Gilbert Bretterbauer "Salon"
Opening: Thursday, April 14th, 2016, 6-9 pm
Duration of the exhibition: until May 28th, 2016
In the 1960's the multidisciplinary minimalist Donald Judd clarified in pragmatic terms the concept of interdisciplinary dialogues between art, architecture and design: If I make a sculpture, I am a sculptor; if I make a chair, a designer; if I make a house, an architect. However, his escape from the labyrinth of complex questions remains closed for many conceptual artists of the subsequent generation. Like Gilbert Bretterbauer, however, they operate explicitly in the space in between; even more, this in-between is their true artistic terrain.
In the last twenty years a remarkable Viennese scene has developed on this terrain around Franz West. West and the generation of Gilbert Bretterbauer, Peter Kogler, Gerwald Rockenschaub, Heimo Zobernig and others have not only intensely dealt with the shift in terminology between painting, sculpture, object and space, but also with the relationship between sculpture and functional object, as well as fine and applied arts. In addition to hybrid art objects, they designed – alone or in reciprocal cooperations – furniture, lamps and other objects of daily use. They arranged reading and quiet zones, bars, cafés and restaurants in the communicative in-between zones of cultural events, cooperated with architects and were in this way simultaneously initiators and participants of a trend.Their “art with practical value” as well as their specific analysis of the precarious relations between art and design brought diversity into the dull variety of high-end design.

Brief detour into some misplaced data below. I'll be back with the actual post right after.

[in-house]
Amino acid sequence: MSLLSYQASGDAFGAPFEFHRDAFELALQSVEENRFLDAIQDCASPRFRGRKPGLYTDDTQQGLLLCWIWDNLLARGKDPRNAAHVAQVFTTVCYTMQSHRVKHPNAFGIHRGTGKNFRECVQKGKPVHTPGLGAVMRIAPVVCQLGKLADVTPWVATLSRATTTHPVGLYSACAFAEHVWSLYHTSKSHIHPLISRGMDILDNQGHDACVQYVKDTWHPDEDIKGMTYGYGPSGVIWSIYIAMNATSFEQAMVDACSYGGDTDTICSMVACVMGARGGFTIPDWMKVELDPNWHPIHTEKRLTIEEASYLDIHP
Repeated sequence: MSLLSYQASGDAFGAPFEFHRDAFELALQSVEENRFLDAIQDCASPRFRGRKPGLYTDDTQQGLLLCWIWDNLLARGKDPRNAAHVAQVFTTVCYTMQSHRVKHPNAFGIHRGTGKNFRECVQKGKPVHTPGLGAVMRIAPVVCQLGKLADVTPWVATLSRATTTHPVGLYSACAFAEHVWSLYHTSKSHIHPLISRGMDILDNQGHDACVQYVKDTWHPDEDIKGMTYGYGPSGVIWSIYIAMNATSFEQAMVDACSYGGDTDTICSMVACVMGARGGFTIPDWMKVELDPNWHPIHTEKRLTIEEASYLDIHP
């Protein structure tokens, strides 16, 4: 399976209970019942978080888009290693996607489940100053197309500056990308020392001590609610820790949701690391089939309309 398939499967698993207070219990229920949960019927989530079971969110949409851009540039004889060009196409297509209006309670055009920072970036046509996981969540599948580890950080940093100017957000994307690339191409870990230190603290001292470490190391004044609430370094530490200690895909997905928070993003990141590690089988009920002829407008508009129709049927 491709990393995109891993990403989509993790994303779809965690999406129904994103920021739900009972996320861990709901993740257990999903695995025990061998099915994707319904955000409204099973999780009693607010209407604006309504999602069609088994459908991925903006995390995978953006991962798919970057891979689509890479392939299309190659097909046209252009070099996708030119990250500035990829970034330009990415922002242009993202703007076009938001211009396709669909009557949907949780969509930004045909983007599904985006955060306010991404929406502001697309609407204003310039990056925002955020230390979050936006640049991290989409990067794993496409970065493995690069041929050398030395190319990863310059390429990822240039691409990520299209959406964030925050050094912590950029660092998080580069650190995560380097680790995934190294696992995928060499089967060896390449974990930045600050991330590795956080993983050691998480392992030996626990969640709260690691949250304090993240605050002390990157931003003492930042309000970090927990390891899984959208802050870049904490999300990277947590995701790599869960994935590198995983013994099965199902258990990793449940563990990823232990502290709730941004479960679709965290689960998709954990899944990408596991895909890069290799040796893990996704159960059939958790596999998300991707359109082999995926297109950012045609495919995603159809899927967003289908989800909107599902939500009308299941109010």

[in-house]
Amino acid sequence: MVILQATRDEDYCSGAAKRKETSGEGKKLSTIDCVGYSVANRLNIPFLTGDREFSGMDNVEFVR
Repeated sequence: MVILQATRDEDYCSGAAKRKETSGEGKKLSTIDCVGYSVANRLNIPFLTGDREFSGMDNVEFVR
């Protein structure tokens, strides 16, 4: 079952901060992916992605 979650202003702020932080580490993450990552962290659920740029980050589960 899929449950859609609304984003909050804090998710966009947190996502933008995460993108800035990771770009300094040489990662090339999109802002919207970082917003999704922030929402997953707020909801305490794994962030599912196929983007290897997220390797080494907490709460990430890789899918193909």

Gilbert Bretterbauer represents the group in his generation that still adheres to the handmade, or at least that does not want to forgo this type of individual expression. Of course, he is also well acquainted with the computer and as a trained textile engineer, he knows all of the intricacies of textile production, which allows for, when necessary, the adequate implementation of his hand-painted and hand-drawn designs. In “Salon”, his reaction to the theme of “Grenzdialoge” (“Interdisciplinary Dialogues”), he confronts an industrial product with sculptural, hand-made furniture hybrids. The artist's interest in the psychedelic, in hippie culture as well as the Californian version of American daily culture, is visually consolidated here in an interior of ambivalent aesthetic and unique character.